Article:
Identification of the novel COL5A1 c.3369_3431dup, p.(Glu1124_Gly1144dup) variant in a patient with incomplete classical Ehlers–Danlos syndrome: The importance of phenotype‐guided genetic testing
Molecular Genetics & Genomic Medicine
Classical Ehlers-Danlos syndrome (cEDS) is a connective tissue disorder mainly caused by heterozygous COL5A1 or COL5A2 variants encoding type V collagen and rarely by the p.(Arg312Cys) missense substitution in COL1A1 encoding type I collagen. The current EDS nosology specifies that minimal suggestive criteria are marked skin hyperextensibility plus atrophic scarring together with either generalized joint hypermobility or at least three minor criteria comprising additional cutaneous and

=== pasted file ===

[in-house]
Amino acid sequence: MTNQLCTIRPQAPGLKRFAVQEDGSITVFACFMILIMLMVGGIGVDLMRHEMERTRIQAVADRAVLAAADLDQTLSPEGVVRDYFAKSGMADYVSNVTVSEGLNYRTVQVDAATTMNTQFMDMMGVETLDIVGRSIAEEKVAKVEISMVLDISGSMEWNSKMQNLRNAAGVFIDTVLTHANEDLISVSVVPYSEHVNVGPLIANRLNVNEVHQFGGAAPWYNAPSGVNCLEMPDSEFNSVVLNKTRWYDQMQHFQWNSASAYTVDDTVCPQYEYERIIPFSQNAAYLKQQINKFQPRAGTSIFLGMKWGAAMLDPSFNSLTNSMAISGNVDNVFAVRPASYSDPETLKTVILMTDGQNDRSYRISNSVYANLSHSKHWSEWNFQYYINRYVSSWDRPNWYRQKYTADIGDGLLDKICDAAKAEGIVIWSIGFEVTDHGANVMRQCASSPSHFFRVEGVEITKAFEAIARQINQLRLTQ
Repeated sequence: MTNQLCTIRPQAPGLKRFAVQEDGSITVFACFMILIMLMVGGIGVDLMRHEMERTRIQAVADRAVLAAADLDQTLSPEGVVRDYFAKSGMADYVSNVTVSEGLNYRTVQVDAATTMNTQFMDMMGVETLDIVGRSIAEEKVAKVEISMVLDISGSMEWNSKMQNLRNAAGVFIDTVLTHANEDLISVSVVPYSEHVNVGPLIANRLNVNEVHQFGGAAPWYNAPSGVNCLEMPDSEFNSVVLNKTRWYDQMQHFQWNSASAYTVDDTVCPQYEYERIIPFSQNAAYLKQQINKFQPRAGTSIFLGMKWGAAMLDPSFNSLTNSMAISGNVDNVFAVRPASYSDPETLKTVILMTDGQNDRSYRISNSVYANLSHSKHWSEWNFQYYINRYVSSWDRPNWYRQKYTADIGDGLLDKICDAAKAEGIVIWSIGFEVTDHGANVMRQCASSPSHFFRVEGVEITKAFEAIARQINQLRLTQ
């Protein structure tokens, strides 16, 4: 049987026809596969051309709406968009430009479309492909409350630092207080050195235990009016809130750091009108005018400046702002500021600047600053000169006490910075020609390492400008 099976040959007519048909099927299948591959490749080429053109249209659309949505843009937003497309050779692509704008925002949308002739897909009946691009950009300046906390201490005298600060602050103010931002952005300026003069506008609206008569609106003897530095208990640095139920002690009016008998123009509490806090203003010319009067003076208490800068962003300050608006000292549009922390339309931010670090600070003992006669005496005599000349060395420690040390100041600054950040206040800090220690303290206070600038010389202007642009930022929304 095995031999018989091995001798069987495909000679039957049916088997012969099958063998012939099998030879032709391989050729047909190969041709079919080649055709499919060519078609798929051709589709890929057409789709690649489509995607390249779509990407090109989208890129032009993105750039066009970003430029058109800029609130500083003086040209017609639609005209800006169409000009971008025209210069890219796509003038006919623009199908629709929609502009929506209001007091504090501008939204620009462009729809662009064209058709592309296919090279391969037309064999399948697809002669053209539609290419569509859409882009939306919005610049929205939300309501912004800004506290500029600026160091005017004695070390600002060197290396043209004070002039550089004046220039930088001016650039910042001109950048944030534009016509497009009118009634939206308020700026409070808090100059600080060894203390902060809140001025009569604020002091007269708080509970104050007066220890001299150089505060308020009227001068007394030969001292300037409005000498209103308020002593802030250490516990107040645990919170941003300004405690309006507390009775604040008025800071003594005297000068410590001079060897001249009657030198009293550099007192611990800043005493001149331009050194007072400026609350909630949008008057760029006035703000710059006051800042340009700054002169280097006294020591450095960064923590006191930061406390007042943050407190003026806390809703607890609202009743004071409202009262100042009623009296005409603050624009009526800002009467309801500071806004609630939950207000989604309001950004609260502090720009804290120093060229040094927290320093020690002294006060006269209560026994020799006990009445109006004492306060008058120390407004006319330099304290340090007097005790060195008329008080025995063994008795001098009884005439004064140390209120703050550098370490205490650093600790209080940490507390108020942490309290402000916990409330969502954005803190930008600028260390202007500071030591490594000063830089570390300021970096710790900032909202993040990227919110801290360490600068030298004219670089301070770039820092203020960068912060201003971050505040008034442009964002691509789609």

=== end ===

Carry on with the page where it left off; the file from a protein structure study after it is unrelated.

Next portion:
... signs. To reach a final diagnosis, molecular testing is required. Herein, we report on a 3-year-old female who came to our attention with an inconclusive next generation sequencing (NGS) panel comprising all cEDS-associated genes. Despite the patient did not formally fulfill the nosological criteria because the skin was only slightly hyperextensible, we made a cEDS diagnosis, mainly for the presence of typical atrophic scars. We investigated COL5A1 intragenic deletions/duplications by Multiplex Ligation-dependent Probe Amplification (MLPA), excluded the recessive classical-like EDS type 2 by AEBP1 Sanger analysis, and retested COL5A1 with the Sanger method. Molecular analyses revealed the novel COL5A1 c.3369_3431dup p.(Glu1124_Gly1144dup) intermediate-sized duplication with a predicted dominant negative effect that was missed both by NGS and MLPA. This report highlights that some cEDS patients might not display overt skin hyperextensibility and the importance of clinical expertise to make such a diagnosis in patients with an incomplete presentation. Our results also exemplify that NGS is not a fool-proof technology and that Sanger sequencing achieves the diagnostic goal when there is a sufficiently clear phenotypic indication.